Slant Magazine's Scores

For 779 reviews, this publication has graded:
  • 34% higher than the average critic
  • 4% same as the average critic
  • 62% lower than the average critic
On average, this publication grades 3.6 points lower than other critics. (0-100 point scale)
Average TV Show review score: 63
Highest review score: 100 Justified: Season 6
Lowest review score: 0 Zero Hour: Season 1
Score distribution:
  1. Mixed: 0 out of 511
  2. Negative: 0 out of 511
511 tv reviews
  1. Kevin Can F**k Himself is a series about rebellion with a format that feels rebellious in only the most superficial sense, an effective visual statement that ultimately doesn’t do much more than very slowly mash together two eminently familiar TV staples, the bland sitcom and the escalating problems faced by a character who breaks bad.
  2. The special is most compelling when the cast is allowed to just revel in their surroundings, sitting together on the Central Perk set, or in Monica and Rachel’s still-mind-bogglingly mammoth West Village apartment, and reminisce like old friends. But we also lamentably get a series of inexplicable celebrity appearances.
  3. Waithe and Ansari ruefully ponder everything from complacency to the inevitable fate of all things. Which is to say that the third season of Master of None is consistent with its predecessors for so easily entwining us in what feels like a free-floating polyphony of life.
  4. Jenkins’s storytelling, for all its surprising boldness (like the back-to-back episodes “Fanny Briggs” and “Indiana Autumn” that run 19 and then 70 minutes, respectively) and the stunning geography the camera captures, sometimes acts like that blinding light, pulling focus toward itself instead of the characters.
  5. This one may be only for Stephen King’s most fanatical followers.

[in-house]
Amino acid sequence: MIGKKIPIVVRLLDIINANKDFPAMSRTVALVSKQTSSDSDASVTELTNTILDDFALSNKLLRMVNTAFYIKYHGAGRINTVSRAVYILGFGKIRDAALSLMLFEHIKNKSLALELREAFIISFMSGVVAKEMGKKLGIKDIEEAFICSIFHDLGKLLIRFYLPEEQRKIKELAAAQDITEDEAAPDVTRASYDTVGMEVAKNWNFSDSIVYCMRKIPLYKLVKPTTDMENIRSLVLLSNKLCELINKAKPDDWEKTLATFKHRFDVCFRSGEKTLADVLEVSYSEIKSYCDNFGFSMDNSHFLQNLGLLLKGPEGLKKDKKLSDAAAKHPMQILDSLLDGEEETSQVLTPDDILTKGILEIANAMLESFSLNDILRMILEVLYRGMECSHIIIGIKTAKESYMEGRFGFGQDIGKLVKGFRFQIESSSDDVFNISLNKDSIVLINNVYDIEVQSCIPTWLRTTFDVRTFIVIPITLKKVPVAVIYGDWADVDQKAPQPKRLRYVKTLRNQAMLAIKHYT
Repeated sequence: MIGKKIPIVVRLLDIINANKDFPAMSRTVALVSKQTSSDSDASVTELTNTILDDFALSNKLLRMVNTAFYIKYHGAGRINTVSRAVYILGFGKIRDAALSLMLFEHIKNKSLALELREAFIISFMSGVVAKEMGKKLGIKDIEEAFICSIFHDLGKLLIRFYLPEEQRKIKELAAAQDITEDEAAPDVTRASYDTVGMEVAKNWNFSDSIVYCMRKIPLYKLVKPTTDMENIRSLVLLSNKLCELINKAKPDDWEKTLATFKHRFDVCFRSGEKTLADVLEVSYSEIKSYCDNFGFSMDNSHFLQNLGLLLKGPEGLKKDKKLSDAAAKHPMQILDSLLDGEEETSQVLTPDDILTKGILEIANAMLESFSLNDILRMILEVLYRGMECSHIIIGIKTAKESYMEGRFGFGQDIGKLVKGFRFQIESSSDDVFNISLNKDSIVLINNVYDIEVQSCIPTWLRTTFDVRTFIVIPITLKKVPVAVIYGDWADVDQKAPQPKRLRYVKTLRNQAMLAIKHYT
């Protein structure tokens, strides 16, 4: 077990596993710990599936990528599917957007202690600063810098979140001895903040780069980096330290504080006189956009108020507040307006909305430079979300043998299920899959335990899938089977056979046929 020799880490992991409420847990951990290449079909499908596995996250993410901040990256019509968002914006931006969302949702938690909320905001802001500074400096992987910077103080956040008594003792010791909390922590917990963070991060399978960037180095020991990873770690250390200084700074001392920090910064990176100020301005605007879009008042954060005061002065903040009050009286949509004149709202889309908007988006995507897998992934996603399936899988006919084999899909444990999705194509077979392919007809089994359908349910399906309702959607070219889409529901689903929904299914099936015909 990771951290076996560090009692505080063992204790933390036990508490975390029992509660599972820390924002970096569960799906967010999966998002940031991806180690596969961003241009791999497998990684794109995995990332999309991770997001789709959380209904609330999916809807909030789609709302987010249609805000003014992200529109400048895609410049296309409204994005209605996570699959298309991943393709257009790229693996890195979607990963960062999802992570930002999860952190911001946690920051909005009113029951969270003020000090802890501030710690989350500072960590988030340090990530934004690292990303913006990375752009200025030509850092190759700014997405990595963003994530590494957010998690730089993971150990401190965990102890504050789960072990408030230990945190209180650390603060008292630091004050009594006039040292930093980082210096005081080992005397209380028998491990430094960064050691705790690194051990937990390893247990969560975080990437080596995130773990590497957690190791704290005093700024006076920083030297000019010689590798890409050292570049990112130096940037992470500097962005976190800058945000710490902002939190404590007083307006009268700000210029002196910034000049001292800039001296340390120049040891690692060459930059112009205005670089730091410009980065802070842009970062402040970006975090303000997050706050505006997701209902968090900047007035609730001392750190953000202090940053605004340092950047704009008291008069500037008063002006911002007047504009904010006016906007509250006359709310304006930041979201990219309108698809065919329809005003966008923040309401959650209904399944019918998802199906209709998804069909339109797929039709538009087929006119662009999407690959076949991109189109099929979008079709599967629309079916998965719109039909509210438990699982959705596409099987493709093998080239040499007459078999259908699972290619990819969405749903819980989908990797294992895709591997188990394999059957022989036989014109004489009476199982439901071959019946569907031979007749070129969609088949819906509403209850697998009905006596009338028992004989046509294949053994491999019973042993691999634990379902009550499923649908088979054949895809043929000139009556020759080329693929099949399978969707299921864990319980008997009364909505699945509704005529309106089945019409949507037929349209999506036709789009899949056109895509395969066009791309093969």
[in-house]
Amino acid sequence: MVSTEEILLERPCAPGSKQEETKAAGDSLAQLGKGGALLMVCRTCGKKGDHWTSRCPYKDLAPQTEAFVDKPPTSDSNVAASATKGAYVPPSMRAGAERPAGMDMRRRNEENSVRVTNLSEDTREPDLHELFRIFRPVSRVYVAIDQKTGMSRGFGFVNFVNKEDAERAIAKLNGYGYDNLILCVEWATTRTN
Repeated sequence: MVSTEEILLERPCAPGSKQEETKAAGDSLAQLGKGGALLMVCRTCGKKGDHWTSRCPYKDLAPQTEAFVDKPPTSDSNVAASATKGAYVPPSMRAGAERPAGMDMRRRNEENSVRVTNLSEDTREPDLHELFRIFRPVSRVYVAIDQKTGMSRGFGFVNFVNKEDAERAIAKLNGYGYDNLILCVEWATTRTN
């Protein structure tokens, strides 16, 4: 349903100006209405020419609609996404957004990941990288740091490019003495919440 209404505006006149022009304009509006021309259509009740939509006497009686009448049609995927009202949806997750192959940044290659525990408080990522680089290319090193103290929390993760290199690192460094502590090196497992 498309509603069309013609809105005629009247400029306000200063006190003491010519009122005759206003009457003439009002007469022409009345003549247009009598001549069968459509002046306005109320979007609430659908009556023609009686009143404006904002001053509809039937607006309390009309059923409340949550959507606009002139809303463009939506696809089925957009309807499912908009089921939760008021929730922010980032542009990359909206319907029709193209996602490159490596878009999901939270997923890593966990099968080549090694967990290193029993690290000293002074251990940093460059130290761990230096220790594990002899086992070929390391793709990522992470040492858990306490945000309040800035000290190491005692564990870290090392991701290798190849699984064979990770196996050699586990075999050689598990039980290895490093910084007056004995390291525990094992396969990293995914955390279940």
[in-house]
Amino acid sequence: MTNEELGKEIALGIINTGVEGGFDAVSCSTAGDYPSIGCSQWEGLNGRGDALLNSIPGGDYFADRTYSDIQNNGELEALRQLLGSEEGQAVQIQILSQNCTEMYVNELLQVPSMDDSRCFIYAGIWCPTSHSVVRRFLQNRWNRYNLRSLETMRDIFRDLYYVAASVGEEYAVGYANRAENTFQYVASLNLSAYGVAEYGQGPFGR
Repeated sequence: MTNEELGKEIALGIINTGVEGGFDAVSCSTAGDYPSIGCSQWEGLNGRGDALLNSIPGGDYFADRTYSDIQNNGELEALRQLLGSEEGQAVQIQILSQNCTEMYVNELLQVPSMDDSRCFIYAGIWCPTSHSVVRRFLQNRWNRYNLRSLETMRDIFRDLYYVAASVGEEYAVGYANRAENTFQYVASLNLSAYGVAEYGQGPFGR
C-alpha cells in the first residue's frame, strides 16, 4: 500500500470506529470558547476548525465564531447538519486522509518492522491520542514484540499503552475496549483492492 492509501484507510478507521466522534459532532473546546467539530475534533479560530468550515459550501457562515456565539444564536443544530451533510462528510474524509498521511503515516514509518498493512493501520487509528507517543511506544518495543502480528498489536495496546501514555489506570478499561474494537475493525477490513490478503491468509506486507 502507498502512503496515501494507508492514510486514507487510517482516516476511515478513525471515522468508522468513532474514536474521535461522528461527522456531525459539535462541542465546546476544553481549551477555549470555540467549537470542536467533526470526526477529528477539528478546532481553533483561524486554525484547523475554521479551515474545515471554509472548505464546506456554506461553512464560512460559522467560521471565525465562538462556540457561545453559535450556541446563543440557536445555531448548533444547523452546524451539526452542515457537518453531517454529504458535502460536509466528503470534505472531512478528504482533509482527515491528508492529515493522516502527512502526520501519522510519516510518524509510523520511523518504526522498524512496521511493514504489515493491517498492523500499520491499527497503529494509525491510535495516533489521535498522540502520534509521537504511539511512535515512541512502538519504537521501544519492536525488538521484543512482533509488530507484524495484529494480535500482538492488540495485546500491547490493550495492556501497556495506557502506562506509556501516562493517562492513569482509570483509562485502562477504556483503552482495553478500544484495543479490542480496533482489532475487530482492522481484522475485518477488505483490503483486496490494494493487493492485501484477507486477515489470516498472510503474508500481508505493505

6. The series feels like it’s simply going through the motions, biding its time until the Jedi and other big names show up. Like countless clone troopers, The Bad Batch fails to distinguish itself.
  7. For all its gore, Yasuke is, at its core, a comforting fairy tale about good versus evil. Though unconcerned with the motivations of megalomaniacs, it conveys the true function of institutional power: to engorge and exert itself.
  8. In the end, the show feels even less ambitious than The Witcher, but like that other Netflix fantasy series, it at least progresses at a fairly brisk pace.
  9. The series regularly introduces suspects and leads—from the short-tempered dad to the shady priest to secret journals—indulging the allure of armchair crime-solving while resisting neat resolutions. But the detective work is merely scaffolding for the show’s beguiling dive into Easttown’s psyche.
  10. Peck’s thesis is too often swaddled in obscuring and derailing discursions.
  11. At its best, Dragon’s Blood lives up to that [opening] shot, concocting vibrant visuals that evoke the game’s rich history, but, for the most part, the show loses itself in inaccessible esoterica. Like war, exile, and scaly metamorphosis, it’s all quite messy.
  12. Invincible recaptures what our current glut of superhero fiction largely loses sight of: the pleasure that superheroes must feel when wielding their powers. Not the sacred satisfaction of helping the downtrodden, but the id-centered thrills of soaring through the sky and inflicting hurt on those deemed deserving. The series consistently makes smart use of music and sound to sweep you up in the bodily sensations of its heroes.
  13. Alexander and West, especially, are gifted climactic arias brimming with heart-rending poignance and righteous clarity. Still, there’s something about It’s a Sin that feels summative, as if this is the work that Davies has been building to since he broke out of his own creative closet over two decades ago. And we’re all the richer for his effort.
  14. As it explores the idiosyncrasies of the Tobins and their environment, however, the series starts to display its own distinct charm.
  15. [There] are some potentially interesting threads to mine, but it’ll take much steadier, subtler hands than the ones that crafted these episodes to convincingly sew them together.
  16. Resident Alien proves capacious in its depiction of Harry’s assimilation, too, as his callousness gradually gives way to empathy, resulting in poignant moments that ground his odyssey in deeply human experience.